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Dispelling myths about the older workforce



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Simon Chong, senior HR manager for MAN Diesel & Turbo Singapore, reveals how companies can leverage on the hidden potential of their aged employees to maximise organisational efficiency.

There is a popular Chinese saying which advocates that having an elderly person in the household is akin to possessing a piece of treasure.

Here at MAN Diesel, we believe this saying extends to the workplace. Many may raise eyebrows at this.

The presence of older workers in the workplace is often associated with negative stigmas of ageing – decline in movement and intellect, loss of value, lack of productivity, or worse, disability.

As a company that has had a history of employing and re-employing older workers, with one third of our workforce aged 50 years old and above, I would very much like to dispel this myth for my fellow HR professionals.

Our hiring practices at MAN Diesel & Turbo Singapore are reflective of a strong family culture. Every individual is valuable to us, with a different set of skills to offer and a different role to play.

The presence of older workers in the workplace is often associated with negative stigmas of ageing – decline in movement and intellect, loss of value, lack of productivity, or worse, disability.

Integrating senior workers in our culture

Older workers are very much a part of this family.
In fact, they form an unwavering pillar for the organisation, premised upon their vast accumulation of experience, knowledge and skills.

The younger employees join the company bright-eyed and bushy-tailed, eager to start work straight away – but they begin from zero. As fresh entrants, they need coaching and guidance from senior employees – and that is where the older workers step in to contribute.

As such, the older workers in MAN Diesel often assume the critical role of mentors, teachers and advisors. They are an infallible part of the system that helps with knowledge transfer to their younger colleagues.

Beyond that, they have the ability to sharpen and perfect the skills of the younger workers due to their vast experience in the industry.

Take Yap Chee Siong for example, an assistant workshop manager at MAN Diesel who has been with us for more than 30 years.

At 66, he mentors the younger engineers and on top of that, continually ensures his skills are up to date by taking part in company training and development opportunities.

His technical knowledge enables him to troubleshoot faster than a lesser experienced colleague, but he does not hoard his expertise to himself.

He patiently coaches the newer hires and, in fact, learns from them as well.

“By allowing me to guide the young engineers, I get a chance to practise, stay mentally sharp, and learn from their mistakes,” he says.

The older workers in MAN Diesel often assume the critical role of mentors, teachers and advisors.

Indeed, we are encouraged by his thirst to learn and to continually upgrade himself. He has been a valuable treasure to the MAN Diesel family.

The importance of diversity

The MAN Diesel company culture is centred on diversity and inclusiveness.

Inclusiveness is key to understanding how employees’ differences and similarities can be mobilised for the benefit of the individual, the organisation and even society as a whole.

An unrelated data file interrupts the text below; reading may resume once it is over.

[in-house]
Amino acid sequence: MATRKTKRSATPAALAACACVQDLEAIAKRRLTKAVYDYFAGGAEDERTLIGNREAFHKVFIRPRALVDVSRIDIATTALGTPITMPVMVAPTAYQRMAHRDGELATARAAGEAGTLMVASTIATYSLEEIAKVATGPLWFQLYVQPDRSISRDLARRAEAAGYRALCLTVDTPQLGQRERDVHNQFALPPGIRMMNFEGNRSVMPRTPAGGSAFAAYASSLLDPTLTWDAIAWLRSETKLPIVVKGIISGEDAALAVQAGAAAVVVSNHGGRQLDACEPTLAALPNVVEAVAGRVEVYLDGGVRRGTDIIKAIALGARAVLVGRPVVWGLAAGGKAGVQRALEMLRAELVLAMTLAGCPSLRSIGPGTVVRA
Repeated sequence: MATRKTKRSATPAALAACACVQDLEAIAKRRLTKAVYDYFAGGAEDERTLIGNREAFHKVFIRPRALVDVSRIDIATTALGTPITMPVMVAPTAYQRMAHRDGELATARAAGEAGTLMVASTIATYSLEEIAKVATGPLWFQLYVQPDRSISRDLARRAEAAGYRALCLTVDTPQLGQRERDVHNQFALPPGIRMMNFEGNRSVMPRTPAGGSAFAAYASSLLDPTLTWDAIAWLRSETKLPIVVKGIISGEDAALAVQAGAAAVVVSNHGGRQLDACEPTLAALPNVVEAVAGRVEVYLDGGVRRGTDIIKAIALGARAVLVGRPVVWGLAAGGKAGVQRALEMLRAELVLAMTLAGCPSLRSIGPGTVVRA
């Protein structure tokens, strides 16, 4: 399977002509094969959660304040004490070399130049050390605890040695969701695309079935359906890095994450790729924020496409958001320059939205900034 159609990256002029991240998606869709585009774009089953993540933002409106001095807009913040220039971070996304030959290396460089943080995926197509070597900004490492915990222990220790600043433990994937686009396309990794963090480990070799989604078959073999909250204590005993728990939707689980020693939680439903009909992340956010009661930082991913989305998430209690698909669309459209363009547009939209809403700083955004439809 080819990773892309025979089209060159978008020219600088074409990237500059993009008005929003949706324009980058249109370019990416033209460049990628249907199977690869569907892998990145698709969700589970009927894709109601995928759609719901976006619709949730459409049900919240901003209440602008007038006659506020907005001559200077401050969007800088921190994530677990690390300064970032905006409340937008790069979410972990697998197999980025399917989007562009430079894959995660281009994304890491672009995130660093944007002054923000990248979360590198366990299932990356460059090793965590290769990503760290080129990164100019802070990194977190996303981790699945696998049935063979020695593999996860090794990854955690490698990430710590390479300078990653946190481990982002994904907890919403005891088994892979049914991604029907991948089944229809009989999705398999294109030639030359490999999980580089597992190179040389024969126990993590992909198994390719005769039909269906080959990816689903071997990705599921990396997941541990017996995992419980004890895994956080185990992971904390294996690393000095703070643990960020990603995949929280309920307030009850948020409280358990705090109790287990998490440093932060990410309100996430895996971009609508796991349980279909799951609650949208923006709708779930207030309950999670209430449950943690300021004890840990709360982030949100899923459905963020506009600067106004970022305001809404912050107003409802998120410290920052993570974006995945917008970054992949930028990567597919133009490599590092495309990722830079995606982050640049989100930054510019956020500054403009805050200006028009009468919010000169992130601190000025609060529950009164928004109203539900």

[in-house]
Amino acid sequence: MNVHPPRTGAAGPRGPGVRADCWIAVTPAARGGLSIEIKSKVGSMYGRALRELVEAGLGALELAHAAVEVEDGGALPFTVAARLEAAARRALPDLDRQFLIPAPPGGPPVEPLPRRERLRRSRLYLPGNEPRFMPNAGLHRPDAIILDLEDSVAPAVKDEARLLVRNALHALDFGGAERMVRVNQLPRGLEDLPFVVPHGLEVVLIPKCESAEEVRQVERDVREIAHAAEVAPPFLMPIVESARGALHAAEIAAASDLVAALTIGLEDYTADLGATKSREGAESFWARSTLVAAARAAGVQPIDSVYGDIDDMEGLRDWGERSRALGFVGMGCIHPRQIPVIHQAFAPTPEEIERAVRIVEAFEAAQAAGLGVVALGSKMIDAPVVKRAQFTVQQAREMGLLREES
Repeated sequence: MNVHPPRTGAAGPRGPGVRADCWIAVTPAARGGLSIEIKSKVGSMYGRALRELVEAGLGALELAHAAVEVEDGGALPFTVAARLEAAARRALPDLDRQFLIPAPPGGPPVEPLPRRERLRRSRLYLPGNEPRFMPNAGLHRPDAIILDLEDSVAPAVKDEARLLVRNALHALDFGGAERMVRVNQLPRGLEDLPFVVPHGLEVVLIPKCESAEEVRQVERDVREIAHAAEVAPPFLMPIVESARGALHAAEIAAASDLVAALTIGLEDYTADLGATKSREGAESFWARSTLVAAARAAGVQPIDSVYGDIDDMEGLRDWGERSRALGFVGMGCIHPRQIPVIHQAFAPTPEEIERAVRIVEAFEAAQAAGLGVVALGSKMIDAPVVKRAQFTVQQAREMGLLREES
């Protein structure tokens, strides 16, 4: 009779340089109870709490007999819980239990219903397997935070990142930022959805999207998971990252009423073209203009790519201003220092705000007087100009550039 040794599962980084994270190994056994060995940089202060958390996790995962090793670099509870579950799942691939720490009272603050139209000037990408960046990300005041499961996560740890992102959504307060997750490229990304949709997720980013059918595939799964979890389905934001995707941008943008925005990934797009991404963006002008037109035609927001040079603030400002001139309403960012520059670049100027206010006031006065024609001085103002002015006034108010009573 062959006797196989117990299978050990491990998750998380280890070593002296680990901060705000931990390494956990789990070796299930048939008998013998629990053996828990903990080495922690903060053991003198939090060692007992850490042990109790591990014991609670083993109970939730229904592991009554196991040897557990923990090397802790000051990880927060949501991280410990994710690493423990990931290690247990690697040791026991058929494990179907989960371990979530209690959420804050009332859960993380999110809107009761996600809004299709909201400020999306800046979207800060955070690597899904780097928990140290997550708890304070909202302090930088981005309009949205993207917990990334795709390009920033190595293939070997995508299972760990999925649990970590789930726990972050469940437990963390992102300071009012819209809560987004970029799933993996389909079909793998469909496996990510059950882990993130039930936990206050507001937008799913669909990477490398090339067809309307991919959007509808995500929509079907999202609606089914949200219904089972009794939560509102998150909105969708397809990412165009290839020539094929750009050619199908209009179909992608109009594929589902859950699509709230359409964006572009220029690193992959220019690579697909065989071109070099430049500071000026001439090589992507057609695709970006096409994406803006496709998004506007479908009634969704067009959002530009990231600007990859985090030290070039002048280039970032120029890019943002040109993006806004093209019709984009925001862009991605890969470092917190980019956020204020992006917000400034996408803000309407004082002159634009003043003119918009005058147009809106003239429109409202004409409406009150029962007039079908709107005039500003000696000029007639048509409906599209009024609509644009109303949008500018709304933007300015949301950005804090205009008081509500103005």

We also recognise that different approaches are needed for different individuals with varying needs and expectations, and older workers are no exception.

It is important that we place value on differences, as opposed to just being concerned with having our employees “fit in”.

MAN Diesel exemplifies this as we have employees from 15 different nationalities, and our workforce is a multi-generational one – about 35% of the workforce is aged below 40, and 35% of our employees are aged 55 and above.

We have also continued to offer re-employment to older workers since 2009, and have retained eight employees above 61 years old.

This is because, despite their age, older workers continue to be an important treasure to the company due to their wealth of experience and the diverse perspectives and skills they can bring to the table.

Maintaining employee engagement levels

It is important that we base our hiring practices on merit, so as to ensure a happy and motivated workforce. This has also translated into resignation and absenteeism rates being way below the industry average.

In 2012, MAN Diesel was the Special Mention Recipient for the Outstanding Leadership in Supporting Fair Employment Practices category in the Tripartite Alliance for Fair Employment Practices (TAFEP) Exemplary Employer Award 2012.

This award recognised and applauded outstanding organisations that have implemented fair, responsible and inclusive employment practices in the workplace. However, receiving this recognition was not what we as a company took the most pride in.

Instead, it was the fact our own employees had to first nominate us for this award that encouraged us. This internal affirmation from our own people assured us that we were on the right track and in the right direction.

We are confident that the way we respect all our employees regardless of differences in age or nationality has resulted in the strong family culture we enjoy at MAN Diesel today.

Despite their age, older workers continue to be an important treasure to the company due to their wealth of experience and the diverse perspectives and skills they can bring to the table.

In particular for older workers, we have always and will continue to see them as an important foundational pillar for the company.

They bring with them a vast wealth of experience that their younger colleagues can tap on, and life lessons that even we, as senior management, can benefit from.



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